Might essential fats cure dyslexia?
Dyslexia is a complex neurological condition that affects
many areas of learning and coordination, especially reading, spelling and writing.
Frequently, sufferers of dyslexia also suffer from dyspraxia (a condition affecting
coordination and motor function), suggesting that there may be a common biological
basis to these conditions. This common feature may be related to impaired EFA
metabolism because clinical features of EFA deficiency have been reported in
individuals with dyslexia and dyspraxia.
EFAs are converted by the body into their long-chain
derivatives, which are important components of retinal and brain membranes.
Impaired essential fatty acid metabolism may therefore affect the ability of
the brain to process and act upon visual stimuli. In a preliminary study, dark
adaptation was found to be compromised in 10 dyslexic young adults compared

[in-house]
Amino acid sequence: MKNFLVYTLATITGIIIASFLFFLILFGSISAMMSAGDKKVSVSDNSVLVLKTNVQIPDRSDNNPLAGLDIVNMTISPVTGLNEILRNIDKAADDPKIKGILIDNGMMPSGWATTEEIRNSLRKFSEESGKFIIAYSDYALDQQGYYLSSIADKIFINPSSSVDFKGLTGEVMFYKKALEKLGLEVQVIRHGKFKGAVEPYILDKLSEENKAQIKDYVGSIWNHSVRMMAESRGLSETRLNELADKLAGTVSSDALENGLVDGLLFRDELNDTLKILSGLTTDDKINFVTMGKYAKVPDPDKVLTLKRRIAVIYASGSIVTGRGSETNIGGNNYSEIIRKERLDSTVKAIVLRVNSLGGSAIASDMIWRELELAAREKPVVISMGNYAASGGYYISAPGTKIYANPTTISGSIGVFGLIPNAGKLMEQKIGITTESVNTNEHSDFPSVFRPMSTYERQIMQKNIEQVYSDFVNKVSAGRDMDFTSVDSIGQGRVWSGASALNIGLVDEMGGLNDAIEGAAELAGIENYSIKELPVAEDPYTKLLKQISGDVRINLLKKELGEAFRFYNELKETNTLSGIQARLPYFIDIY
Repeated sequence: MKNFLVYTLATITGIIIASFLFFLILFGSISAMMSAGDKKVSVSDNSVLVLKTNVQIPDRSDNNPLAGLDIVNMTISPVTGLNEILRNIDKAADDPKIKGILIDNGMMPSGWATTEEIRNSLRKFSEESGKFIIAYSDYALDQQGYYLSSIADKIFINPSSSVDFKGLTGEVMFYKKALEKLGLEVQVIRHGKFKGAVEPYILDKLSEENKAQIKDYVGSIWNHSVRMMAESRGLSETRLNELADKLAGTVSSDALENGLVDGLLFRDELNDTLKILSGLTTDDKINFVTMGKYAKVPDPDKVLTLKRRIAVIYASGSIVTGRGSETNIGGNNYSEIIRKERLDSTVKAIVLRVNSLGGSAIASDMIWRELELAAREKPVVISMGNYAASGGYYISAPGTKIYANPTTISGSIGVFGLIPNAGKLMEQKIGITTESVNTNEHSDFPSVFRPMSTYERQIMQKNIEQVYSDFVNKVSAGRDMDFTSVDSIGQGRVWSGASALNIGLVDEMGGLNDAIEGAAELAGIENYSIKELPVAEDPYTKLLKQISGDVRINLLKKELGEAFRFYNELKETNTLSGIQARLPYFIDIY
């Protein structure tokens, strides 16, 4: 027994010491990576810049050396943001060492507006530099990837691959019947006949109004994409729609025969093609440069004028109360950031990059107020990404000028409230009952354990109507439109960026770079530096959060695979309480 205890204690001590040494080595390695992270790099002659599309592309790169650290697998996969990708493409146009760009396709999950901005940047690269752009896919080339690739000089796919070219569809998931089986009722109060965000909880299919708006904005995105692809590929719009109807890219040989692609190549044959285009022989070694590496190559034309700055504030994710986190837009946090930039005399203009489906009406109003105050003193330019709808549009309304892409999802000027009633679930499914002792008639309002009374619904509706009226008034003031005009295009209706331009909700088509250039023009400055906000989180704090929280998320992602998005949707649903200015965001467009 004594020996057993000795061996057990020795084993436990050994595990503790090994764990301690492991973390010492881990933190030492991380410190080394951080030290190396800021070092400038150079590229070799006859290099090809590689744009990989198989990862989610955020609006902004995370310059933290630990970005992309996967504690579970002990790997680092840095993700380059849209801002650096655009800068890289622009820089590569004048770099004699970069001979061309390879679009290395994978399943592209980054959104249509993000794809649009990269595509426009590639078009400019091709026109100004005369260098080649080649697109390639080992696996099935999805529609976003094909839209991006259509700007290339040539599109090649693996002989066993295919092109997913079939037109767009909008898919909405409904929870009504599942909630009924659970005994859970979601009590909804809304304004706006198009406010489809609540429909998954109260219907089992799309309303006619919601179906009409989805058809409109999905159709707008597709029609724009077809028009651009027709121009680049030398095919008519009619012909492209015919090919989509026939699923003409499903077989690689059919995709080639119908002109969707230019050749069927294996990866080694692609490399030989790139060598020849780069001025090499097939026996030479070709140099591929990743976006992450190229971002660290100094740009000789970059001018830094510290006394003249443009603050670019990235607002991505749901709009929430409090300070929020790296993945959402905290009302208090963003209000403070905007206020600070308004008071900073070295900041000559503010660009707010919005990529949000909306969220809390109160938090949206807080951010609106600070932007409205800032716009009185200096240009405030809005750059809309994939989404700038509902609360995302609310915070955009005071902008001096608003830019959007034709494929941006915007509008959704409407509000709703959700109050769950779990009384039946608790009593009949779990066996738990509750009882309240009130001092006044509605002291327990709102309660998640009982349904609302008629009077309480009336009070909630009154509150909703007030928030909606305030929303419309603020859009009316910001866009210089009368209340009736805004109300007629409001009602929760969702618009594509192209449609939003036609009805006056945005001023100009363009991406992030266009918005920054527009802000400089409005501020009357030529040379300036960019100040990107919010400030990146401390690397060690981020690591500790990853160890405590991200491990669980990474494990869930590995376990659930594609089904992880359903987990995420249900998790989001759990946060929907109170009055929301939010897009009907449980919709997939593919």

with controls. Supplementation with Fish
Oil providing 480mg DHA/d for 1 month significantly improved dark adaptation
in half of the subjects.
In another study, 15 children with dyspraxia were supplemented
with a combination of omega-3 and omega-6 fatty acids for 4 months. After this
period, it was noted that all of the children had significant improvements in
movement and coordination. The results obtained by the scientists are promising,
but because of the nature of the studies, firm conclusions cannot be drawn.
However, further studies are in progress, which should provide additional insight
into the benefits of EFA supplements for these conditions.
Am J Clin Nutr, 2000, 71(suppl): 323S-6S
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